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Unformatted text preview: Mathematics 105, Spring 2004 — Midterm Exam #1 Solutions (1b) Give an example of a function f : R 3 → R 1 such that f is not differentiable at a = (0 , , 0), but all partial derivatives D i f ( a ) do exist. Solution : Define f (0 , , 0) = 0, and for all x = ( x 1 , x 2 , x 3 ) 6 = (0 , , 0) define f ( x ) = x 1 x 2 x 3 / | x | 2 . (Justification was not required, but here it is: All three partial derivatives D i f (0 , , 0) vanish, yet other directional derivatives at 0 = (0 , , 0) are not zero. On the other hand, according to one of our theorems, if f were differentiable at 0 then the Jacobian matrix f (0) would have to equal zero since its entries are the partial derivatives. Now according to a homework problem, all directional derivatives can be calculated from the derivative by D v f (0) = Df (0)( v ). Thus all directional derivatives must also equal 0. But it’s easy to see from the formula that for v = (1 , 1 , 1), say, D v f (0) is 6 = 0.) (2b) Let V, W be two open subsets of R n , and suppose that f : V → W is an invertible function with inverse g . Suppose that f is differentiable at a ∈ V , and g is differentiable at b = f ( a ). State and prove a formula relating f ( a ) to g ( b ). Solution : Let h ( x ) = x for all x ∈ R n . Then g ◦ f ( x ) = h ( x ) for all x ∈ V . Since f, g are differentiable at a and at b = f ( a ), respectively, the chain rule says that h ( a ) = g ( b ) · f ( a ). Now since h is a linear transformation, Dh...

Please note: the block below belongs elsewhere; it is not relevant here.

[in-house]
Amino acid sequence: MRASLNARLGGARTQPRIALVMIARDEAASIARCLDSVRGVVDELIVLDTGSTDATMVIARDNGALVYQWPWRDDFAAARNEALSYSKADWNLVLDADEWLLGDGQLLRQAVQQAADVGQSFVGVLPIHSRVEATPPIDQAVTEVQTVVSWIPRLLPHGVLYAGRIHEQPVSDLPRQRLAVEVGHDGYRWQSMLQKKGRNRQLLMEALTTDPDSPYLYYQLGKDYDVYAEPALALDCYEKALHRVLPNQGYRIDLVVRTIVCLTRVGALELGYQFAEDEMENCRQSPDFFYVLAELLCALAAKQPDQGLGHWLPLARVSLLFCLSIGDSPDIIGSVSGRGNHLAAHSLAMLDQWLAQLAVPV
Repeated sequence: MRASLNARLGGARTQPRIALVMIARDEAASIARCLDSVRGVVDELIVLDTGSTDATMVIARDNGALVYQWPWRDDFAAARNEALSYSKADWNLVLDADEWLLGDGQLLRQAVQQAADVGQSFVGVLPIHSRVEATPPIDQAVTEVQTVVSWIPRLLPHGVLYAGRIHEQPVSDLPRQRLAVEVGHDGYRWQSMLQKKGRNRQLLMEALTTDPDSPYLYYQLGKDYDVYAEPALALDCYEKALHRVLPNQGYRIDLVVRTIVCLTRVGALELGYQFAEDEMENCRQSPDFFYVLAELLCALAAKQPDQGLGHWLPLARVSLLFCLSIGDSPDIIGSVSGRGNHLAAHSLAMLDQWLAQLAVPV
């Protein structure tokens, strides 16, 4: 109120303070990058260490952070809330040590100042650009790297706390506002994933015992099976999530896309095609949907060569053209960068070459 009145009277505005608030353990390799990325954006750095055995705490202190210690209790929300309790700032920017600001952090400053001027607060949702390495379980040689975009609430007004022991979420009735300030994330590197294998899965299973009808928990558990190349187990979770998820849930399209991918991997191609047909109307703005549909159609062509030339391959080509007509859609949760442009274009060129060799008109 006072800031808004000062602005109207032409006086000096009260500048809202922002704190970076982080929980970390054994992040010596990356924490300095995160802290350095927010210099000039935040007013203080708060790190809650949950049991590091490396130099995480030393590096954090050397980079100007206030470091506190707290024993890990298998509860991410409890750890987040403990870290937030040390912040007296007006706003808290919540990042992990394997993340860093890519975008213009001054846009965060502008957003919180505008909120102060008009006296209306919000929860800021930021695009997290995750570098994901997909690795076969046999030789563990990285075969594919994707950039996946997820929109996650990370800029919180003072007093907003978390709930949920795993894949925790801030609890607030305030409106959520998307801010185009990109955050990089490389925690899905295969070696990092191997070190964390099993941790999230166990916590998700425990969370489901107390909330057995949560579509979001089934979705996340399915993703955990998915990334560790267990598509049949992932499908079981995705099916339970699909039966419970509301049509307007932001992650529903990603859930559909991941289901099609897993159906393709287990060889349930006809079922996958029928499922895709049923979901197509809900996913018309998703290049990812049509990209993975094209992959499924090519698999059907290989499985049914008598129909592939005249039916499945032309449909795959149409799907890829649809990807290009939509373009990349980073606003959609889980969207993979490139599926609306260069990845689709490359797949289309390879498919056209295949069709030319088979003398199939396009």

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This note was uploaded on 05/07/2008 for the course MATH 105 taught by Professor Michaelchrist during the Spring '04 term at University of California, Berkeley.
- Spring '04